Government Help

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While there are government initiatives to help teachers lower their debt amounts, like the Biden administration’s SAVE plan and the public service loan forgiveness (PSLF) program, these have strict eligibility criteria and often require years of payment before providing relief. 

Private Loan Issues

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These programs are also only for federal student debt, which doesn’t help the millions of teachers who are burdened by private student loan debt.

According to the National Education Association, half of teachers have borrowed around $60,000 – a debt that is affecting younger teachers more than older teachers.

Student Loans Impede Teachers’ Homeownership

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Having student loans makes it difficult for teachers to qualify for a mortgage. With rampant underpaying, managing loans can become an incredibly taxing ordeal for a teacher. 

Exodus Predicted

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It’s no surprise to many in the loan business and the teaching industry that teachers are moving to less stressful, better-paying roles. 

Value vs. Income

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Industry experts have noted that while “teachers come to their profession for the outcome and not the income,” there’s only so much added stress, extra hours (often unpaid), and reduced appreciation that they can handle before everything hits the tipping point, and they leave to find new work.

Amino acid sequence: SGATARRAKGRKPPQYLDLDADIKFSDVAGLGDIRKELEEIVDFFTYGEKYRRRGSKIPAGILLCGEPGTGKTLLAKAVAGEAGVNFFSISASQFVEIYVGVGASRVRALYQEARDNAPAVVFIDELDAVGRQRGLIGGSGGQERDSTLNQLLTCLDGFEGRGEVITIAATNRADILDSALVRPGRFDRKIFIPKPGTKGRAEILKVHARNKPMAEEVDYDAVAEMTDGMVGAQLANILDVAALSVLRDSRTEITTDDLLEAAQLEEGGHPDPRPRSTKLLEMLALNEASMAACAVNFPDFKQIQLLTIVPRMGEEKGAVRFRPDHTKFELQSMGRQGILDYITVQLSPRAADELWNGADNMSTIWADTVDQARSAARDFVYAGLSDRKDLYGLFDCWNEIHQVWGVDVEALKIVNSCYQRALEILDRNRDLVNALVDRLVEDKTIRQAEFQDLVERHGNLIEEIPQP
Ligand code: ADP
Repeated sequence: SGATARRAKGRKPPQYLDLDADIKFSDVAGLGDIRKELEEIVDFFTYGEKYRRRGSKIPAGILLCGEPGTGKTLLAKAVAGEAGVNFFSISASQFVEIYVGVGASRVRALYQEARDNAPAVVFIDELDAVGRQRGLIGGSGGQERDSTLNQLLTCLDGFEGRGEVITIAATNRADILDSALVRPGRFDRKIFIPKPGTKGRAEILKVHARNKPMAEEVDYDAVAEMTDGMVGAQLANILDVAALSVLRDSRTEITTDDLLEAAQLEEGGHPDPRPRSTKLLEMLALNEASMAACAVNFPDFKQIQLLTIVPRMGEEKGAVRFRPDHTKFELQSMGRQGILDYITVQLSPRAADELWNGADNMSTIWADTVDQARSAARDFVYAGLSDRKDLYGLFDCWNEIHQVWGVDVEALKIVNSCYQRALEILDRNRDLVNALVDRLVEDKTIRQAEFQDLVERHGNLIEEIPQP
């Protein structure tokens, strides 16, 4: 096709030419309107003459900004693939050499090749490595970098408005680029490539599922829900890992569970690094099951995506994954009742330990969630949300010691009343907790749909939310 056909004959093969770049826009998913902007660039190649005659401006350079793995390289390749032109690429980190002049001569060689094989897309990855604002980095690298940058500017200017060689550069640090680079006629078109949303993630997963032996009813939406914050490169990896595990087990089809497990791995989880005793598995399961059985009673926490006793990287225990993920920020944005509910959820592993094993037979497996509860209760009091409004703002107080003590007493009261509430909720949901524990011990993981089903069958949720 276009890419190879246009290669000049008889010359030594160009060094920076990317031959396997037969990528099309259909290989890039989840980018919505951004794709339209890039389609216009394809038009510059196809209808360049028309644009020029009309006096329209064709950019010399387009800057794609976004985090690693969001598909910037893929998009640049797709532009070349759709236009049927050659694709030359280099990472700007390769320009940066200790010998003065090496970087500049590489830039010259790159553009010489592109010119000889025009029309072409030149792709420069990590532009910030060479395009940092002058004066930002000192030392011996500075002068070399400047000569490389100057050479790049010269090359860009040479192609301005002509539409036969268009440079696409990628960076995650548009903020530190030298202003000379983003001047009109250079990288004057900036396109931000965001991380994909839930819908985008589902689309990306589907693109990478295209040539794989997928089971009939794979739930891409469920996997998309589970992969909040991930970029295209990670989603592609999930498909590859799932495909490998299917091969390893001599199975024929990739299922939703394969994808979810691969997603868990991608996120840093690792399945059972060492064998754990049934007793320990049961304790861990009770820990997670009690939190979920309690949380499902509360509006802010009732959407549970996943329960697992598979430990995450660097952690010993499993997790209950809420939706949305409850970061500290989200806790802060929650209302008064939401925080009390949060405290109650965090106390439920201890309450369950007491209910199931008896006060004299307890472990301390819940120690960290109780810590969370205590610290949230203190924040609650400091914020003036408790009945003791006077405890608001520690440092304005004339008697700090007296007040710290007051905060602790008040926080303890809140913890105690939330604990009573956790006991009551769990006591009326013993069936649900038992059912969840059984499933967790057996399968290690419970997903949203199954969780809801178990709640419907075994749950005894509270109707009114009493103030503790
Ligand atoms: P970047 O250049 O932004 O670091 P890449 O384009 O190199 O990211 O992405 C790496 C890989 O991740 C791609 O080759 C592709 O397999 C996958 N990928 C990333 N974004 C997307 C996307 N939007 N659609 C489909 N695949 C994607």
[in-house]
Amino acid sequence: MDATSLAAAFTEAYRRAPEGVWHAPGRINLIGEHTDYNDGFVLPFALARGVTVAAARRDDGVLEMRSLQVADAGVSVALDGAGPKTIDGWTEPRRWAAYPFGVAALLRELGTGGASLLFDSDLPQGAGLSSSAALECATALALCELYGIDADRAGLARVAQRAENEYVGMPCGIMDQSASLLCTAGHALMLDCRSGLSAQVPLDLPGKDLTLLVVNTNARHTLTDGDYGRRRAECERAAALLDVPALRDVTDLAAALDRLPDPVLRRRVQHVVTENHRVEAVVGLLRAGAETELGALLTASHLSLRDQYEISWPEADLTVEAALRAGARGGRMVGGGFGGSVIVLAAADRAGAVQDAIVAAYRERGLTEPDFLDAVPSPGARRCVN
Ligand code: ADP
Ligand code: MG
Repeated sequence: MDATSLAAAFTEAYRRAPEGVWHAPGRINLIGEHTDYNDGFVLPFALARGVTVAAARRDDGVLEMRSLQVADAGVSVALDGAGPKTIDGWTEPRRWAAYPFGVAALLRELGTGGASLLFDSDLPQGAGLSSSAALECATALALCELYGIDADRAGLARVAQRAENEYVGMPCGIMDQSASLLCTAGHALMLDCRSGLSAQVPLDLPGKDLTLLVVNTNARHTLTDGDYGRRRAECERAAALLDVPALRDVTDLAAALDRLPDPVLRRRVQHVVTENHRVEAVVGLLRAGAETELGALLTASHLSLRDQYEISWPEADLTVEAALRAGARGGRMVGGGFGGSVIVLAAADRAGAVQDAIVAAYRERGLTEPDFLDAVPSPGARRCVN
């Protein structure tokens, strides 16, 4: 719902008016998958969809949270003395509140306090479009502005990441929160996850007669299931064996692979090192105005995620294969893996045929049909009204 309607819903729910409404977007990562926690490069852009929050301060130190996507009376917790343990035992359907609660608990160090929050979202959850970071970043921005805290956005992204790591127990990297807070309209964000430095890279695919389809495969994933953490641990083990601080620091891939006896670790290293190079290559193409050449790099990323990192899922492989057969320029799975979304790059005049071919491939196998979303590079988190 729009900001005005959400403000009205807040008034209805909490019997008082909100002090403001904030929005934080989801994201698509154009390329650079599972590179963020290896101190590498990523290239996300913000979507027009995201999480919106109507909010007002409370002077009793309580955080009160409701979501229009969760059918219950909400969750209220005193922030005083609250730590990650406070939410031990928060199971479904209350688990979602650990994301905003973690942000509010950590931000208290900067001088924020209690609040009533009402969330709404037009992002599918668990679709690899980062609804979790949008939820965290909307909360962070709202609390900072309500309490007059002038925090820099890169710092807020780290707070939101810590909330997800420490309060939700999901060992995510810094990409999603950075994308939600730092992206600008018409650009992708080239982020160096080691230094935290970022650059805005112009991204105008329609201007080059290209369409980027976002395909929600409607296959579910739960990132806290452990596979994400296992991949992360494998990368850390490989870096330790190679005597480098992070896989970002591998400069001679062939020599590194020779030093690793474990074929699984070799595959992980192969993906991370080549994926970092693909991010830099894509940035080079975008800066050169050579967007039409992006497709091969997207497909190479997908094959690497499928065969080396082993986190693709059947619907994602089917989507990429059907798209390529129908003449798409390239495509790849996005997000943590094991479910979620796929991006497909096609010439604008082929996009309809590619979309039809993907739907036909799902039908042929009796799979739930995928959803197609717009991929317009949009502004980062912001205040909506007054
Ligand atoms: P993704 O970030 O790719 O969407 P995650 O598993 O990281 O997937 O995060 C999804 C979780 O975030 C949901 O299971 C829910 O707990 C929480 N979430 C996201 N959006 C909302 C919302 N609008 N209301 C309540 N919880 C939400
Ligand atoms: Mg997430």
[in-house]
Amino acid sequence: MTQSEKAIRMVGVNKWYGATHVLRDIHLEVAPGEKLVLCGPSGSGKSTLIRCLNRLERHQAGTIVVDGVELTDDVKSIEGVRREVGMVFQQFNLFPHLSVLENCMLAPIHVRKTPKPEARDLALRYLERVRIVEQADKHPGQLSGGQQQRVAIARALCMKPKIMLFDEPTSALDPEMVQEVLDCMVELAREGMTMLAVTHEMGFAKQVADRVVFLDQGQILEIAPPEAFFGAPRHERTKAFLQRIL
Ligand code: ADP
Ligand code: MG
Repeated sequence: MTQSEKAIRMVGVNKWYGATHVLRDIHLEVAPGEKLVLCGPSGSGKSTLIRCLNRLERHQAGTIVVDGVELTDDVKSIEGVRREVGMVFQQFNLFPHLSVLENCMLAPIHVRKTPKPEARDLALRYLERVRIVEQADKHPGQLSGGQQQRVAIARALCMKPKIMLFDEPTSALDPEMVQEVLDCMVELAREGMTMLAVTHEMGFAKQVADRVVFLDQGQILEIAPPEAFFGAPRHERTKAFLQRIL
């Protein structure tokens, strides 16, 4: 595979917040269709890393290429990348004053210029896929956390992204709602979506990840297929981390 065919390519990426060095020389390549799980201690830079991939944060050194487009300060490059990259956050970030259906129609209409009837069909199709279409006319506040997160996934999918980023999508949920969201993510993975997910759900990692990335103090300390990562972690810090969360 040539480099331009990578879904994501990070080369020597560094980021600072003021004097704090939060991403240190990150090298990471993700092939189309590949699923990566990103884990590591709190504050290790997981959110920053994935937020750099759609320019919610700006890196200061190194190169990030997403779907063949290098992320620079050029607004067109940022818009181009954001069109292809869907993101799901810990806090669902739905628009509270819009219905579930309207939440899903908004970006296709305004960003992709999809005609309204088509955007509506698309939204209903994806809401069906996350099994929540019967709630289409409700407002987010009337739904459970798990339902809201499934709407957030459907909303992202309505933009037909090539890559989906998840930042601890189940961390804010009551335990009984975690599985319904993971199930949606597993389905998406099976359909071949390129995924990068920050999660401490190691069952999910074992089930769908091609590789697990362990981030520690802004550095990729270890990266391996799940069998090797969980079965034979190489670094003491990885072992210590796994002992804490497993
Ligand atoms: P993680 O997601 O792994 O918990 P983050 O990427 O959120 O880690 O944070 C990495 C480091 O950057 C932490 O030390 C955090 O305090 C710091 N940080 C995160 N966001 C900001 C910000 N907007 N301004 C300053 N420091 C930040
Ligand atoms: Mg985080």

Career Transition

Image Credit: Shutterstock / Ground Picture’s research notes, “Teacher pay, work conditions and lack of appreciation are additional factors impacting teacher retention.”

A “societal undervaluing of educators” is partly causing teachers to find better and more flexible work opportunities elsewhere. 

Teaching Skills Open Doors to Flexible Work Options

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With the rise in hybrid work opportunities, finding new roles for people with a teacher’s skillset has never been easier. 

Teachers Hit Hard by Wage Stagnation

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The survey also notes that, as teachers’ wages have not risen with inflation, there has been a decrease in real income over the past decade. 

Teachers Face Housing Affordability Crisis

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This has had a knock-on effect, causing a huge increase in the number of teachers who cannot afford housing in the districts they work in.

A Complex Challenge Requiring Solutions

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The teaching shortage is a serious issue facing schools across the country. It’s not an issue with an easy quick fix, and it will take time and dedicated initiatives to even begin to address.

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The post Student Debt Crisis: Educators Forced Out by Low Pay first appeared on Thrift My Life.

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The content of this article is for informational purposes only and does not constitute or replace professional financial advice.